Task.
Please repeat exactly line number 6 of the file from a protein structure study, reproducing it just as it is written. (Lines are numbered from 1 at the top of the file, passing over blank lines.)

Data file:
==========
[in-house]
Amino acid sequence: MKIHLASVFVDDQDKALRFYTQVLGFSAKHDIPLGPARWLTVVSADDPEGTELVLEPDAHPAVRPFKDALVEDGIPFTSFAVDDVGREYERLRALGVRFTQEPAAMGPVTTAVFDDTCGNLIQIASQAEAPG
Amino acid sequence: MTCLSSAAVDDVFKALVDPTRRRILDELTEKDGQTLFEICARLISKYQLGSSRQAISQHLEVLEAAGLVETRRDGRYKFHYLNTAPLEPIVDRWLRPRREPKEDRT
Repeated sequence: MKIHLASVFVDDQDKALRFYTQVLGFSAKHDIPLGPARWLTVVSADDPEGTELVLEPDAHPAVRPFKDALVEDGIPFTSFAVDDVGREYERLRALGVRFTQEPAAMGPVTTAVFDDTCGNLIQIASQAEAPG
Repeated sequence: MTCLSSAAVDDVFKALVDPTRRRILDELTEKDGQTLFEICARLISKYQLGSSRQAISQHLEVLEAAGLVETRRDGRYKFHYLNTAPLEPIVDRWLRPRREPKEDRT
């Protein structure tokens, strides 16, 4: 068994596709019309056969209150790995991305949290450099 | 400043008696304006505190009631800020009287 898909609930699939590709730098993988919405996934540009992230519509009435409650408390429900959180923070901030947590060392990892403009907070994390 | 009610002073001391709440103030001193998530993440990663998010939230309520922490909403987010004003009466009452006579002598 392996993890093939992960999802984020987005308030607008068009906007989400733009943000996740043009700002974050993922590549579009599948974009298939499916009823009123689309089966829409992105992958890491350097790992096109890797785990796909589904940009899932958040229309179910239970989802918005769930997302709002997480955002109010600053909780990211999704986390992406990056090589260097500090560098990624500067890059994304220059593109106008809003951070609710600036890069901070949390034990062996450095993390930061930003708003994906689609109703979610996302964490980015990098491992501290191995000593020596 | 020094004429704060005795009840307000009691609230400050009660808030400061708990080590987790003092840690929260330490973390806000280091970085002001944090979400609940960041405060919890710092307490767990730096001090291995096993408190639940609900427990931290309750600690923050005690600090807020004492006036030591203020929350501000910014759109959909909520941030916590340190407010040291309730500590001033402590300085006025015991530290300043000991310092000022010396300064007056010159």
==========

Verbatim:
């Protein structure tokens, strides 16, 4: 068994596709019309056969209150790995991305949290450099 | 400043008696304006505190009631800020009287 898909609930699939590709730098993988919405996934540009992230519509009435409650408390429900959180923070901030947590060392990892403009907070994390 | 009610002073001391709440103030001193998530993440990663998010939230309520922490909403987010004003009466009452006579002598 392996993890093939992960999802984020987005308030607008068009906007989400733009943000996740043009700002974050993922590549579009599948974009298939499916009823009123689309089966829409992105992958890491350097790992096109890797785990796909589904940009899932958040229309179910239970989802918005769930997302709002997480955002109010600053909780990211999704986390992406990056090589260097500090560098990624500067890059994304220059593109106008809003951070609710600036890069901070949390034990062996450095993390930061930003708003994906689609109703979610996302964490980015990098491992501290191995000593020596 | 020094004429704060005795009840307000009691609230400050009660808030400061708990080590987790003092840690929260330490973390806000280091970085002001944090979400609940960041405060919890710092307490767990730096001090291995096993408190639940609900427990931290309750600690923050005690600090807020004492006036030591203020929350501000910014759109959909909520941030916590340190407010040291309730500590001033402590300085006025015991530290300043000991310092000022010396300064007056010159």